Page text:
Poet. He was an early leader of the German Expressionist movement. Like many artists of his generation Trakl was obsessed with what he saw as the decay of European civilization, and he articulated this with language of great power and sensitivity. With the exception of the book "Poems" (1913), all his work appeared after his death. This includes "Sebastian in Dream" (1915), "The Autumn of the Lonely" (1920), and "Song of the Desperate" (1933). Trakl was born in Salzburg, Austria. He was an emotionally unstable youth and many believe he suffered from undiagnosed schizophrenia. In 1906, when he was 19, Trakl managed to have two plays produced, "All Souls Day" and "Fata Morgana", but their failure led him to concentrate on poetry. By this time he was already a full-blown drug addict, and to facilitate his habit he trained as a pharmacist. He served in this capacity with the German Army in Poland during the early months of World War I. The horrors he experienced there led to a mental breakdown, reflected in the fragmented imagery of his final poems. Trakl's death in a military hospital, from a drug overdose, was probably a suicide. His Complete Works were published in three volumes between 1947 and 1951.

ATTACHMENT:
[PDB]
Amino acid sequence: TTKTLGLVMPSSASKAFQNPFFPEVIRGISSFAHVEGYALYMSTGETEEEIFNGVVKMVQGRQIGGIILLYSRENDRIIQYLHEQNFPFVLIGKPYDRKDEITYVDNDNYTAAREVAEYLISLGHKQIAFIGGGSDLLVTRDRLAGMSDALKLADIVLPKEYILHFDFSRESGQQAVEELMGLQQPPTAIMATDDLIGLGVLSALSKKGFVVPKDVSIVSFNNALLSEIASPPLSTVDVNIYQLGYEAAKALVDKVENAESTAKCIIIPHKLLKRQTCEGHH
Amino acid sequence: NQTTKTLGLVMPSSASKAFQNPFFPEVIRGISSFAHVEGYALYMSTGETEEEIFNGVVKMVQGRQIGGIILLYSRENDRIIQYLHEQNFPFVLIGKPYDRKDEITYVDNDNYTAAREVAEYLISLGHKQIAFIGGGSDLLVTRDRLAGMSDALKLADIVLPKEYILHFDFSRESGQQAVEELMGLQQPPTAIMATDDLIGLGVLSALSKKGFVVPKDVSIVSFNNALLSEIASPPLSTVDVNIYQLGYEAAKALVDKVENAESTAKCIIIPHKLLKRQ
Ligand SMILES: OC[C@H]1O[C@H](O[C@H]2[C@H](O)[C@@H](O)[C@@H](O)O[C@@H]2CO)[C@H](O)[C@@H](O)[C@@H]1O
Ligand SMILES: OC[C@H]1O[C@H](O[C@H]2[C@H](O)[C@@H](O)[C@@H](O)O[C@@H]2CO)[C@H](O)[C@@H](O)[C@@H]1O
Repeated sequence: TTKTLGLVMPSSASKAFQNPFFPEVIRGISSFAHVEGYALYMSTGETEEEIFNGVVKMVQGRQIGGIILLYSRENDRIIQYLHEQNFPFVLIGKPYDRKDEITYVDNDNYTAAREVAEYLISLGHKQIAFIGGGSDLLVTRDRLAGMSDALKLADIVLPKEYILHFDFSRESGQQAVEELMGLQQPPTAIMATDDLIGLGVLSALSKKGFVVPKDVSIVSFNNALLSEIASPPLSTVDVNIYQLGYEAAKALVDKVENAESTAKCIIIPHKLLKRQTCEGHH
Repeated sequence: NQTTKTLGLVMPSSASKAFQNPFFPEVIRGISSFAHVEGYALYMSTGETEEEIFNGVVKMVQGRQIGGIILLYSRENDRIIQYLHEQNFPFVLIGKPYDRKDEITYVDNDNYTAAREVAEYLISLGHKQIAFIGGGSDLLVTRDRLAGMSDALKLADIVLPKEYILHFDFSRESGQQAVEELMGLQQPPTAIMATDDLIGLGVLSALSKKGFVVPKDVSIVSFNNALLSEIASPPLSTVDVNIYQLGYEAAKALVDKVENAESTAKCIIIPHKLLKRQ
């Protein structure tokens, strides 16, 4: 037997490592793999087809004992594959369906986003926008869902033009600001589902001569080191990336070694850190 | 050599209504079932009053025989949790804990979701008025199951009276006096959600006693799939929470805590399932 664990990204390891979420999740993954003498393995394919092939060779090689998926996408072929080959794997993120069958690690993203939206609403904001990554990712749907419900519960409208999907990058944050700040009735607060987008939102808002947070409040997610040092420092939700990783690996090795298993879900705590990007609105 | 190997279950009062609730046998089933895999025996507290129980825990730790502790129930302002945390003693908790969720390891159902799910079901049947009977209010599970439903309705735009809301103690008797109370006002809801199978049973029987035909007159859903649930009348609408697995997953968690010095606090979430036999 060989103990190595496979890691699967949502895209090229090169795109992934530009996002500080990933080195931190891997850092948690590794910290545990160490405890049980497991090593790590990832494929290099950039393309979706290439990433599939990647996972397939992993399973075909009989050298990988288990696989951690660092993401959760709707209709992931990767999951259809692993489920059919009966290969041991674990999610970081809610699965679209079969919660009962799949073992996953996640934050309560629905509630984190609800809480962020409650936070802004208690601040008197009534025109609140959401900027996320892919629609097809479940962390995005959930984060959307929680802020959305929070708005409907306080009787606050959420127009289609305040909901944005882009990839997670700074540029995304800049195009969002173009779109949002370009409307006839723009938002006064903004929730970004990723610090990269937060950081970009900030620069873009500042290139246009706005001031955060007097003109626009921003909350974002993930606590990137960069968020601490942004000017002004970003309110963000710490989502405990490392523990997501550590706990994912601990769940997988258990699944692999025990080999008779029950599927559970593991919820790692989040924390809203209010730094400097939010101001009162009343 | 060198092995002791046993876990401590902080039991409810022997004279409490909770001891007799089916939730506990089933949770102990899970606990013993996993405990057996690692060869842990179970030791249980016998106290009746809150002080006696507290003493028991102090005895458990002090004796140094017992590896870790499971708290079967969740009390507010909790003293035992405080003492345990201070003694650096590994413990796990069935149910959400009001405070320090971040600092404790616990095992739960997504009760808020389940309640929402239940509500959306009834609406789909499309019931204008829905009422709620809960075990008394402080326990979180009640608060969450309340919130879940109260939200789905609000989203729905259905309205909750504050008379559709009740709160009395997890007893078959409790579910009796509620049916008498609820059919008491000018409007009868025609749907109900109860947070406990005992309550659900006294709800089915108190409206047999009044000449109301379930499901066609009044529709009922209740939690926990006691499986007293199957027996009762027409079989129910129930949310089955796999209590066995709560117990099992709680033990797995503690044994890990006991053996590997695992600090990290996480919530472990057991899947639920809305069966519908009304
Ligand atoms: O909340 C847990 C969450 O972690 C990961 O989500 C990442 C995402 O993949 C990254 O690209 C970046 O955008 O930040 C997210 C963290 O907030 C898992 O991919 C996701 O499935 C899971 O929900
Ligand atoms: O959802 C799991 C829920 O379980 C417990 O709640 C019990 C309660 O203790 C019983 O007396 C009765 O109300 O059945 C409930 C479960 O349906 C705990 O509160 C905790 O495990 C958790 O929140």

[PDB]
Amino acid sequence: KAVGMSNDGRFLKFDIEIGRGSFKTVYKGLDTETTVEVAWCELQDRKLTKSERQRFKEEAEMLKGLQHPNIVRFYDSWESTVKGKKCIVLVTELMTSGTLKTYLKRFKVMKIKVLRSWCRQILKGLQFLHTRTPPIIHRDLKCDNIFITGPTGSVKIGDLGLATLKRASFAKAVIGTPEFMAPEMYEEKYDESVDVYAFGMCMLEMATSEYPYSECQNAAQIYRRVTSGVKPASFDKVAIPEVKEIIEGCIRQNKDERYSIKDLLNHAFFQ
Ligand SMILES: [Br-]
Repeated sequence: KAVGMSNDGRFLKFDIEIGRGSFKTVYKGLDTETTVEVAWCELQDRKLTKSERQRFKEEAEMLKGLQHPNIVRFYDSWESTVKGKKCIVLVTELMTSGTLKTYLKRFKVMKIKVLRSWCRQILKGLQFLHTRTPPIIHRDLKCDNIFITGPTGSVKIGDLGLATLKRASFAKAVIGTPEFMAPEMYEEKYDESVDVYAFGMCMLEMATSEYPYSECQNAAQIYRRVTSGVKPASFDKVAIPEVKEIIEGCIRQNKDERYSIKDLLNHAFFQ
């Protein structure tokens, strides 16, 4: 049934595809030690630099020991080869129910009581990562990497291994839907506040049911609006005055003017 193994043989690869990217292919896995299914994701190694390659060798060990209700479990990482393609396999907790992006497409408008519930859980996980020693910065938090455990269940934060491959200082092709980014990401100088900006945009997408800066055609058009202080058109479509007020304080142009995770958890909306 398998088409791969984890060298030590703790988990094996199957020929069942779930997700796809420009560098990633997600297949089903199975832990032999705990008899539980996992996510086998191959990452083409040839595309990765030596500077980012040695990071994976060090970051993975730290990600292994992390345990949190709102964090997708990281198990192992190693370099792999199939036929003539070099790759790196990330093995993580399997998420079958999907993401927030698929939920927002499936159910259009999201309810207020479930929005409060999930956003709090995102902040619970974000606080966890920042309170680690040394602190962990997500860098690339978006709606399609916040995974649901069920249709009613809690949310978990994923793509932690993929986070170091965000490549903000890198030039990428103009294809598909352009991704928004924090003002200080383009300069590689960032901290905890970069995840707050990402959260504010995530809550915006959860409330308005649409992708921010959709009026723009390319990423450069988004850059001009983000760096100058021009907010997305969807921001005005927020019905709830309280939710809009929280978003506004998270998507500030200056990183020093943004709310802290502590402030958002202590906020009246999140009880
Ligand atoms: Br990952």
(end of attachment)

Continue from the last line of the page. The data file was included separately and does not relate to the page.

Bio by: Bobb Edwards